Ian Duhig grew up with poetry. His Irish mother recited reams of it.

“Constantly,” Duhig says. “She was taught to learn it by heart at school.”

The eighth of 11 children, his Irish parents emigrated to London. “If you come from an Irish community, and a working class Irish family,” says Duhig, “poetry and song is highly valued.”

Before becoming a full-time poet, Duhig, who is this year’s Ilkley Literature Festival’s Poet in Residence, worked with the homeless for 15 years, including in Leeds with young offenders, in London with drug users and in Belfast during the Troubles (“It was hairy, but I did learn a lot about Irish poetry over there.”). In York, he oversaw all the single homelessness services in the city.

“Homelessness struck me. Walking around cities you were looking at people with no means of support. Vulnerable to everything. To the weather, to abuse. So, I was interested in doing something about it.”

His career choice wasn’t by chance. “I suppose I was aware of our family’s vulnerability to it. For any immigrants, there is that anxiety that if you lose your home, what will happen to you? You will lose everything, you’ll lose your family.”

In London, his family were given a council house, which “was an amazing step” and offered some security. He berates the selling off of council homes in the 1980s and 1990s to private landlords. Homelessness is a situation, Duhig says, that can happen to any of us.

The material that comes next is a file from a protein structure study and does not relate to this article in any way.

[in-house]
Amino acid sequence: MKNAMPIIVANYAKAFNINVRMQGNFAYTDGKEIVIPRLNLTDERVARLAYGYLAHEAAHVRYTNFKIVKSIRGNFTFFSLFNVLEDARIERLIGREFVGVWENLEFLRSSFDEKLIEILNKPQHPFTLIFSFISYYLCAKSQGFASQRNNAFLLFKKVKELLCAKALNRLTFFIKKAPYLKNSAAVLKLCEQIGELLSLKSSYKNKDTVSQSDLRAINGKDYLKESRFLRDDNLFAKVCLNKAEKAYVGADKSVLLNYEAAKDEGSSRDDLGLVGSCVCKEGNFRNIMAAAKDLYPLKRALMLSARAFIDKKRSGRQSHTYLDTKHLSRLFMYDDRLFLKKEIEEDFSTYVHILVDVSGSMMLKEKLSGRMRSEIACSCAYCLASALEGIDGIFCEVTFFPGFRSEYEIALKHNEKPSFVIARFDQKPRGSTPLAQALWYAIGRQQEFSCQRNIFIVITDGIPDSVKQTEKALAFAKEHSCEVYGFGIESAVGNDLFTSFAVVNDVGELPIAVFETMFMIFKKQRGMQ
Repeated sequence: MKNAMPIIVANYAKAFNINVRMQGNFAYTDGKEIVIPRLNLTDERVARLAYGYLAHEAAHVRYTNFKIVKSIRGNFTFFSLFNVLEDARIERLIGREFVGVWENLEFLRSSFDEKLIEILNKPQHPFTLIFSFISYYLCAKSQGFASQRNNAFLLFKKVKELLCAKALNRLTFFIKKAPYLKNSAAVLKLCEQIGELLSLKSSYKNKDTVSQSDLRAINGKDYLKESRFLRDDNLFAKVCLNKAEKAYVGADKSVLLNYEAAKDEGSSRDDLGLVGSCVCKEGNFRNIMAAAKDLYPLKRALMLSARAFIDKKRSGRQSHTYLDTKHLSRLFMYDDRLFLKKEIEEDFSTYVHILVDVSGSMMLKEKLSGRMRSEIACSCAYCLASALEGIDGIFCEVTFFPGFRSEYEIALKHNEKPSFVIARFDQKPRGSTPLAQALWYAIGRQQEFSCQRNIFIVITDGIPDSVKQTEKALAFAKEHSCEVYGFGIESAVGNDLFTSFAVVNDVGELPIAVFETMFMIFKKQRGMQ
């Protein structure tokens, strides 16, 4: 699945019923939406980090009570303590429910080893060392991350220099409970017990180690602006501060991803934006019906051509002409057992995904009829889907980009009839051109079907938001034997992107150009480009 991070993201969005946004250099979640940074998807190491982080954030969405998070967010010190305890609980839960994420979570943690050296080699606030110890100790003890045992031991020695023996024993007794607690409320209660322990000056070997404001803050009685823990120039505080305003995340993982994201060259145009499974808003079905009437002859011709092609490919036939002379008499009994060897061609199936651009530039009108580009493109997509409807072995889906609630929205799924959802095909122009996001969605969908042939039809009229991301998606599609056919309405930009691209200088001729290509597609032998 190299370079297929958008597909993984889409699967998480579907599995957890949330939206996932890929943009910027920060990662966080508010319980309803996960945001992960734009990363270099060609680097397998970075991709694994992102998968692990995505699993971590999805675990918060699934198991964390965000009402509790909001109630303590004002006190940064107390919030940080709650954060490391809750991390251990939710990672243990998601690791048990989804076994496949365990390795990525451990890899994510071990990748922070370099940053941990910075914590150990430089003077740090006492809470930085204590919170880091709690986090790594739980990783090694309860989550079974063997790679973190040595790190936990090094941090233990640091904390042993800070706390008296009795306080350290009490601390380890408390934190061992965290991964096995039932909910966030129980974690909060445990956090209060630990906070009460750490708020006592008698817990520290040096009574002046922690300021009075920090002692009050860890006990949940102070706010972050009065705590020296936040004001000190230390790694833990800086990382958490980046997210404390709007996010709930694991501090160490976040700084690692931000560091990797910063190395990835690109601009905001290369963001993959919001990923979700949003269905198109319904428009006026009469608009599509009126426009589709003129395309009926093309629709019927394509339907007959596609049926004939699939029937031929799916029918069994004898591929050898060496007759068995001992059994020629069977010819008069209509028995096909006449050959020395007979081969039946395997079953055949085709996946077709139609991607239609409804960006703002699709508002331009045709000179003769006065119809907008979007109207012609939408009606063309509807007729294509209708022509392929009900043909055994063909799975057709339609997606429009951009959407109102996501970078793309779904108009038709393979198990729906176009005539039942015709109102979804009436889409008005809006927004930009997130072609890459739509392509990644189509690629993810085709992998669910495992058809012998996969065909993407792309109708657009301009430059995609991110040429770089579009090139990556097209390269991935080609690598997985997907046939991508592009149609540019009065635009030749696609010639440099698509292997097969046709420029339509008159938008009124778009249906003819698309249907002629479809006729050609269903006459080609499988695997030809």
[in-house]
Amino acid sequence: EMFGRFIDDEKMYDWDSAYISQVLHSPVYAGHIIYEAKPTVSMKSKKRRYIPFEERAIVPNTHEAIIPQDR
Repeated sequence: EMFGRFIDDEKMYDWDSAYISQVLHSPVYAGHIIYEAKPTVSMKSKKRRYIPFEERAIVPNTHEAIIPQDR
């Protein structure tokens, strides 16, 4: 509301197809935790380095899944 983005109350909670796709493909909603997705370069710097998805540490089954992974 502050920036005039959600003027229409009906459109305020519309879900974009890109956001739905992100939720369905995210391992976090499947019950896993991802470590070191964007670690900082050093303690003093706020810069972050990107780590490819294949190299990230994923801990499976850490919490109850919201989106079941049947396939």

“People often lose their homes by accident. Their marriage breaks up, or their business goes bust. We worked a lot with ex-soldiers. In the army, all your needs are catered for in every way. It’s not an easy life, but it’s a complete life. Coming out, people often have difficulty getting accommodation or work together. There are all sorts of reasons people can end up on the street. The bottom line is you’re on the street, and I wanted to work on the bottom line.”

Ian Duhig c. Paul MaddernThat crusading impulse seeps into his writing. He’s written a play and poetry on the case of David Oluwale, a homeless Nigerian immigrant in Leeds, who died in 1969 after a campaign of persecution by police.

Duhig says: “The first job I had in Leeds was at Hepworth’s Cloth Warehouse. The head of security was Ken Kitching, he was one of the two policemen jailed for the assault of David. I’ve been haunted since by the story of David, and I’m still involved in the David Oluwale Memorial Association.”

The transition into becoming a poet began when Duhig was working with the homeless in York. “There was a famous folk pub next door, the White Swan, and they barred all our staff and residents. I would listen to them sing folk songs, like I am a Jolly Beggar Man, knowing if any of ours went in they’d call the police.

“I started writing songs to those tunes coming through the wall, writing new words related to our clients. It was when I was there that I won the National Poetry Competition, which was the beginning of it becoming possible to actually be a writer, more or less, full-time.”

He has won the National Poetry Competition twice, scooped the Forward Prize for Best Poem, and has held various Royal Literary Fund fellowships at universities including Lancaster, Durham, Newcastle and his own alma mater, Leeds.

A Leeds resident, Duhig loves the city, as well as the fact that he can jump on a number 36 and see the deer at Harewood. “When I came to Leeds I fell in love with aspects of its culture, and the countryside around it.”

The art of poetry

The Blind Road MakerPoetry may seem to some a soft, aloof, cerebral way of tackling hard topics. But Duhig believes that it works as a kind of therapy. “Writing poetry was a relief for me, it was somewhere I could take my mind off work. But I would use poetry with clients, too.”